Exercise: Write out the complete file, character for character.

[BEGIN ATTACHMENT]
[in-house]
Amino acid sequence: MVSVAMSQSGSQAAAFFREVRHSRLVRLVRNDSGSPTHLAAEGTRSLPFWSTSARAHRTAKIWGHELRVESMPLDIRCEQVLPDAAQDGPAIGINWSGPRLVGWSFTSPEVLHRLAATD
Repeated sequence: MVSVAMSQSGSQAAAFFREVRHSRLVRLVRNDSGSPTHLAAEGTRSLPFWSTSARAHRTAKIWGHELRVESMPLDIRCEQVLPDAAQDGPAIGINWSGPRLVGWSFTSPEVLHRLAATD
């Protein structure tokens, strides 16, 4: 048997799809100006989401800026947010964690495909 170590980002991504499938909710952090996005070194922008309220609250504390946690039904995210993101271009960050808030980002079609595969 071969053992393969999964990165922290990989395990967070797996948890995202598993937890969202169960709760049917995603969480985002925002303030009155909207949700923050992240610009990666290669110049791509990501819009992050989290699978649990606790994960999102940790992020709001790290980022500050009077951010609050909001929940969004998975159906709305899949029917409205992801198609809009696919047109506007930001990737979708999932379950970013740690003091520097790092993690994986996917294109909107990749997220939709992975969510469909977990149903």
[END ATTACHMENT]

[in-house]
Amino acid sequence: MVSVAMSQSGSQAAAFFREVRHSRLVRLVRNDSGSPTHLAAEGTRSLPFWSTSARAHRTAKIWGHELRVESMPLDIRCEQVLPDAAQDGPAIGINWSGPRLVGWSFTSPEVLHRLAATD
Repeated sequence: MVSVAMSQSGSQAAAFFREVRHSRLVRLVRNDSGSPTHLAAEGTRSLPFWSTSARAHRTAKIWGHELRVESMPLDIRCEQVLPDAAQDGPAIGINWSGPRLVGWSFTSPEVLHRLAATD
């Protein structure tokens, strides 16, 4: 048997799809100006989401800026947010964690495909 170590980002991504499938909710952090996005070194922008309220609250504390946690039904995210993101271009960050808030980002079609595969 071969053992393969999964990165922290990989395990967070797996948890995202598993937890969202169960709760049917995603969480985002925002303030009155909207949700923050992240610009990666290669110049791509990501819009992050989290699978649990606790994960999102940790992020709001790290980022500050009077951010609050909001929940969004998975159906709305899949029917409205992801198609809009696919047109506007930001990737979708999932379950970013740690003091520097790092993690994986996917294109909107990749997220939709992975969510469909977990149903």